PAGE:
Summary: Multipliers By Liz Wiseman
Summary: Multipliers By Liz Wiseman

Summary: Multipliers By Liz Wiseman

Multipliers Versus Diminishers

MULTIPLIERS: These leaders are genius makers who bring out the intelligence in others. They build collective, viral intelligence in organizations.

DIMINISHERS: These leaders are absorbed in their own intelligence, stifle others, and deplete the organization of crucial intelligence and capability.

The Five Disciplines of the Multipliers

  1. The Talent Magnet: Attracts and optimizes talent
  2. The Liberator: Requires people’s best thinking
  3. The Challenger: Extends challenges
  4. The Debate Maker: Debates decisions
  5. The Investor: Instills accountability

The Accidental Diminisher

While true Diminishers are easier to spot, much of the diminishing that transpires in the workplace is a result of well-intended leaders whose honest attempts to lead or be helpful shut down ideas and cause others to hold back.


The Empire Builder Versus the Talent Magnet

EMPIRE BUILDERS bring in great talent, but they underutilize it because they hoard resources and use them only for their own gain.

TALENT MAGNETS get access to the best talent because people flock to work for them, knowing they will be fully utilized and developed to be ready for the next stage.

The Four Practices of the Talent Magnet

  1. Look for Talent Everywhere
  • Appreciate all types of genius
  • Ignore boundaries
  1. Find People’s Native Genius
  • Look for what is native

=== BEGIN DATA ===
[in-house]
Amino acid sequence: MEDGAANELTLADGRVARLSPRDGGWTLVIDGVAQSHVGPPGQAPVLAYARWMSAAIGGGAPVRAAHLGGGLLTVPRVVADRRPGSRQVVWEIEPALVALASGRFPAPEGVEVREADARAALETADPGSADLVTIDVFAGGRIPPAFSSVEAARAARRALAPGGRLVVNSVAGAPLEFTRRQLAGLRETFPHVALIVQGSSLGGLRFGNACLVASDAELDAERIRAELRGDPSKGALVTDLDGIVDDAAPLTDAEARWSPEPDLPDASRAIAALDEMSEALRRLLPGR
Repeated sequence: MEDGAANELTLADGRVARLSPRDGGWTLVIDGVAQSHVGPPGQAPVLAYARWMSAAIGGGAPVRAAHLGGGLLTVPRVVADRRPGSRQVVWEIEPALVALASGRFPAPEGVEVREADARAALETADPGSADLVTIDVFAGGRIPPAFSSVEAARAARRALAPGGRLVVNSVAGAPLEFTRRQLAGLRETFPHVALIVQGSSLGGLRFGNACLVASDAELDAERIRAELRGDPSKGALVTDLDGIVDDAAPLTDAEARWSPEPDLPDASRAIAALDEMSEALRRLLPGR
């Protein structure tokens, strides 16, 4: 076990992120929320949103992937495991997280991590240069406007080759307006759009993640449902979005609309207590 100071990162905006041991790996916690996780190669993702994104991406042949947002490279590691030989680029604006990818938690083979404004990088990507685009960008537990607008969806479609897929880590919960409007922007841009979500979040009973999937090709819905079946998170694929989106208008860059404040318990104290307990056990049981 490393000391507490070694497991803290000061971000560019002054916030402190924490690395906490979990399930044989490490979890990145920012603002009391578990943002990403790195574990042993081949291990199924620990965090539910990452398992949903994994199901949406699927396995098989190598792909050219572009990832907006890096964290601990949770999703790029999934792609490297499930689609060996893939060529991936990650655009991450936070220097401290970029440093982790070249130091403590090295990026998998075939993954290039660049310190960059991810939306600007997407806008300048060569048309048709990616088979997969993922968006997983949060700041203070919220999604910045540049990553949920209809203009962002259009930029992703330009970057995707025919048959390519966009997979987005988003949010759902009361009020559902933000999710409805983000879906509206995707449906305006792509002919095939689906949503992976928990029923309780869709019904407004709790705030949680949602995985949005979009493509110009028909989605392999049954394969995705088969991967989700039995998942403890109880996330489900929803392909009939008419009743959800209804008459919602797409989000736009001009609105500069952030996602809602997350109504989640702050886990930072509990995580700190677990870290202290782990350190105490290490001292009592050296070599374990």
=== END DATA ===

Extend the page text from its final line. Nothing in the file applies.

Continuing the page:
• Label it
  1. Utilize People to Their Fullest
  • Connect people with opportunities
  • Shine a spotlight
  1. Remove the Blockers
  • Get rid of prima donnas
  • Get out of the way

Becoming a Talent Magnet

  1. Name the genius
  2. Supersize it
  3. Let go of a superstar


The Tyrant Versus the Liberator

TYRANTS create a tense environment that suppresses people’s thinking and capability. As a result, people hold back, bring up safe ideas that the leader agrees with, and work cautiously.

LIBERATORS create an intense environment that requires people’s best thinking and work. As a result, people offer their best and boldest thinking and give their best effort.

The Three Practices of the Liberator

  1. Create Space
  • Release others by restraining yourself
  • Shift the ratio of listening to talking
  • Define a space for discovery
  • Level the playing field
  1. Demand Best Work
  • Defend the standard
  • Distinguish best work from outcomes
  1. Generate Rapid Learning Cycles
  • Admit and share mistakes
  • Insist on learning from mistakes

Becoming a Liberator

  1. Play fewer chips
  2. Label your opinions
  3. Talk up your mistakes
  4. Make space for mistakes


The Know-It-All Versus the Challenger

KNOW-IT-ALLS give directives that showcase how much they know. As a result they limit what their organization can achieve to what they themselves know how to do. The organization uses its energy to deduce what the boss thinks.